Pull the weeds. Work-intensive and probably not the preferred method for homeowners and landscapers alike, this requires a lot of stooping, bending and kneeling. If one seeks a good workout, then this might be an acceptable method.
Pre-emergent herbicides. I do not recommend chemical herbicides. Herbicides containing benefin, trifluralin, isoxaben, pendimethalin and dithiopyr are effective as pre-emergents do work, but residents must be very careful in their use, read and follow instructions to the letter, avoid run-off (they can cause damage to both fresh and salt water marine life, as well as beneficial microbial life in the soil), and ensure that children and pets are not around when applying. Also, avoid tracking the material into the home. Wash clothes worn during application and run the washing machine empty immediately after washing those clothes. If the above doesn’t scare you or at least get your attention, then you should probably read Rachel Carlson’s book, Silent Spring.
Let the weeds grow. Although neighbors and covenants would probably object, the adage of “one man’s weed is another man’s flower” does have a certain charm. And, as Emerson said: “What is a weed? A plant whose virtues have never been discovered.”
“What tools should I get for gardening?” It’s a question I get just about every time I give a gardening lecture.
I’ve got a lot of gardening tools. Hand rakes, and four of five different shovels and spades, several types of pruners, a couple of pruning saws, as well as a bow crosscut, three or four hoes, some long- and short- handle weeders, dibbles, a hori-hori knife, a ton of hand tools, and a plethora of other instruments.
Interestingly, I rarely use them. For my vegetable gardening, I generally use only seven tools.
Hoe – I use a Japanese Draw hoe for weeds, to break up clods when I add soil to my raised beds, and to help create rows. It’s just the right size for me, and, because of its design, I can even use it with one hand.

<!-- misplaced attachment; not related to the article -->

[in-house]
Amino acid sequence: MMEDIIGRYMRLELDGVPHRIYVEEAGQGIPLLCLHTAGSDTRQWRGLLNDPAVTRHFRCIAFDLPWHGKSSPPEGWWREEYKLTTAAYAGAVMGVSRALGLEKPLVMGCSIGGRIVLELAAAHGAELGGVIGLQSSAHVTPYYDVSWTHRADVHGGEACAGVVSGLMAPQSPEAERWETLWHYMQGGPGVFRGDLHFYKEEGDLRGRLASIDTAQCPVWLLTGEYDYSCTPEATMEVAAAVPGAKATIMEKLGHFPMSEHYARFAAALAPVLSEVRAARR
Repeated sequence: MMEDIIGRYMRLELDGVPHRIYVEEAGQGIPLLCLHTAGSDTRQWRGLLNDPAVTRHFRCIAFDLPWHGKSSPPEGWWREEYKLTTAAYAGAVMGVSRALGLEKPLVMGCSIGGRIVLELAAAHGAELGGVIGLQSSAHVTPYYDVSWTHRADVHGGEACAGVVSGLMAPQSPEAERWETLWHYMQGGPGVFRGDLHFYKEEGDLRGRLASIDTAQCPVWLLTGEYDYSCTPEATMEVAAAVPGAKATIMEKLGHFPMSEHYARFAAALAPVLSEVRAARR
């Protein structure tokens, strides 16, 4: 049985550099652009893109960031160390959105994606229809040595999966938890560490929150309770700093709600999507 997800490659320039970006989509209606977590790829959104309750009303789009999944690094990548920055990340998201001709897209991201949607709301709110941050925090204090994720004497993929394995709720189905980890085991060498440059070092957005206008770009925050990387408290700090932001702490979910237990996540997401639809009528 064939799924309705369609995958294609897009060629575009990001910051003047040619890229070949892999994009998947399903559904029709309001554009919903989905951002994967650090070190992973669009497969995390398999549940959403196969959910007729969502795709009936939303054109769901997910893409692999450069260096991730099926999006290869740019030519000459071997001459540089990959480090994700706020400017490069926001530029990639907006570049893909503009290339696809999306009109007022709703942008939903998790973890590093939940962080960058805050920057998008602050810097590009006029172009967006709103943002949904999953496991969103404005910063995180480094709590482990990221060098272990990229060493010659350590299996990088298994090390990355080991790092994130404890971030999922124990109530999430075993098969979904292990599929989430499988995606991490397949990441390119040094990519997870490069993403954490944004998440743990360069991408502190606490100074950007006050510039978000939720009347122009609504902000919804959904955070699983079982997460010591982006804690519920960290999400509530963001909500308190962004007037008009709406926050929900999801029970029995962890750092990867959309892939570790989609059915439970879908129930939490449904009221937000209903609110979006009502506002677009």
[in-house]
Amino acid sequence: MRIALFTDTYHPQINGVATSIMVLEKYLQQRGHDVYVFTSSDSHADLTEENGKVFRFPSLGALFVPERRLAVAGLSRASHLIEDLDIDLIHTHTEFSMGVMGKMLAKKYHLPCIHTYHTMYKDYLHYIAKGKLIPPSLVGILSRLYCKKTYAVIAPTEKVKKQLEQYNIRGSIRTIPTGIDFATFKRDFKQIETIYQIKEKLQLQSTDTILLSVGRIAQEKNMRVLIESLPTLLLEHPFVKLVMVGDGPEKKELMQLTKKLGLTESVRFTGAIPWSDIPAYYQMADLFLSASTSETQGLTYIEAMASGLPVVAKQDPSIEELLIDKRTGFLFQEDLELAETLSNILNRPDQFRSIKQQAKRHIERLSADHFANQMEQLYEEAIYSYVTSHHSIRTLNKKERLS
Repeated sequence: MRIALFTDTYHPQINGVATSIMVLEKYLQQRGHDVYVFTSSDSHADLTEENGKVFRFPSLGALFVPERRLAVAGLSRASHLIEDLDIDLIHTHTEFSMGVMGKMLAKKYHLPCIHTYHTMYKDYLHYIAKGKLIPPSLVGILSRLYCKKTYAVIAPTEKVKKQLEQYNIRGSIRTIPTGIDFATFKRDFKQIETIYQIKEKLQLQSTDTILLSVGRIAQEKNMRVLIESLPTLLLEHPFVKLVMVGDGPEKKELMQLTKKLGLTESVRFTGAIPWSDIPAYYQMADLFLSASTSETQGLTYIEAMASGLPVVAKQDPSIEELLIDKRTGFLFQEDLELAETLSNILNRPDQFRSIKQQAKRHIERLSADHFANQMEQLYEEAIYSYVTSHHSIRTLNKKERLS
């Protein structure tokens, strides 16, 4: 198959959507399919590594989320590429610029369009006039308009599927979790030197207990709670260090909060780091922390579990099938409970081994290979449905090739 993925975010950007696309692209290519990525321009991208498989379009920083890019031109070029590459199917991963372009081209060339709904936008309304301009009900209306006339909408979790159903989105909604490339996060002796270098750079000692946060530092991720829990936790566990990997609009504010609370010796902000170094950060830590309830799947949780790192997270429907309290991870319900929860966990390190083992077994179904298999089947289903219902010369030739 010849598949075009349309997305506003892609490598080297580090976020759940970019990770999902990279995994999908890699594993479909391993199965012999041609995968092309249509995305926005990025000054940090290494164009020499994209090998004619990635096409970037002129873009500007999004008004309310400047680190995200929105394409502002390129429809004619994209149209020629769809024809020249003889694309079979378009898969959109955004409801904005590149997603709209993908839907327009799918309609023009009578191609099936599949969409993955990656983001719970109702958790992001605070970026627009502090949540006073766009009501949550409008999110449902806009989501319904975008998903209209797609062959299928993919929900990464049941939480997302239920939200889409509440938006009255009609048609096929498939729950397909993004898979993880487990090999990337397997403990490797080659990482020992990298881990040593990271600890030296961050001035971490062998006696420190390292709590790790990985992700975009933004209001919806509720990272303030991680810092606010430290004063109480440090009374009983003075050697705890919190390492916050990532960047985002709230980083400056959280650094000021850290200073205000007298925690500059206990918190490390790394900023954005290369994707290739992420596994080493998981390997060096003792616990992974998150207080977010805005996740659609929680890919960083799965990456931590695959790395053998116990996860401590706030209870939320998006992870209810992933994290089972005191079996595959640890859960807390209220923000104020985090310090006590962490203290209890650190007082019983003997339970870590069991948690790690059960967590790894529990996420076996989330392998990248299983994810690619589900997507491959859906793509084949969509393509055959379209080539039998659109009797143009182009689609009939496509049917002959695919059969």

Rake – I use a plain garden bow rake. It’s useful for spreading out soil and compost on my beds, and really helps in levelling beds. For fine leveling, I just turn the rake upside down with the tines sticking upward and drag the top of the rake across the soil. I also use my rake to mark rows for beans and other vegetables.
Hand trowel – My bend-proof garden trowel works well for digging holes for transplants, for patting down soil or adding soil or compost over seeds. It’s stainless steel and rust resistant, and I don’t have to worry about it bending (which has happened to less well-built trowels more than once. There are several makers who carry bend-proof trowels, so check them out and decide which is best for you.
Wagon – I grew tired of rolling an unwieldy wheelbarrow around the garden, especially when it was full of soil or other heavy materials. So, I splurged and bought myself a nice little wagon. It’s made of strong plastic, can hold up to 300+ pounds, and I can pull it along – a lot easier than pushing a one-wheel wheelbarrow. The wagon also has a lever that allows me to dump the contents – a great boon when unloading heavy compost.
Gloves – I have two sets of gloves. The nitrile pair is for summer use, and they last me for about one season. The other is more heavy-duty and somewhat insulated which I use for winter work.
Pocket knife – I always carry my Kershaw pocket knife. As a master gardener, I never know when I will get called out to check someone’s plants, and I can use my trusty knife to do a little soil investigation. It’s great for cutting twine, perhaps cutting small soil roots, prying seedlings out of pots and scoring rootbound seedlings.
My pruners – I have a set of Felco pruners, which are over 10 years old. Whenever I work in the yard, I always carry them in their holster attached to my belt. There are always situations that come up where my Felcos will be useful. And I keep them sharpened and well-cared for. I swear by my Felcos. And they offer right and left handed pruners…something us lefties see very seldom.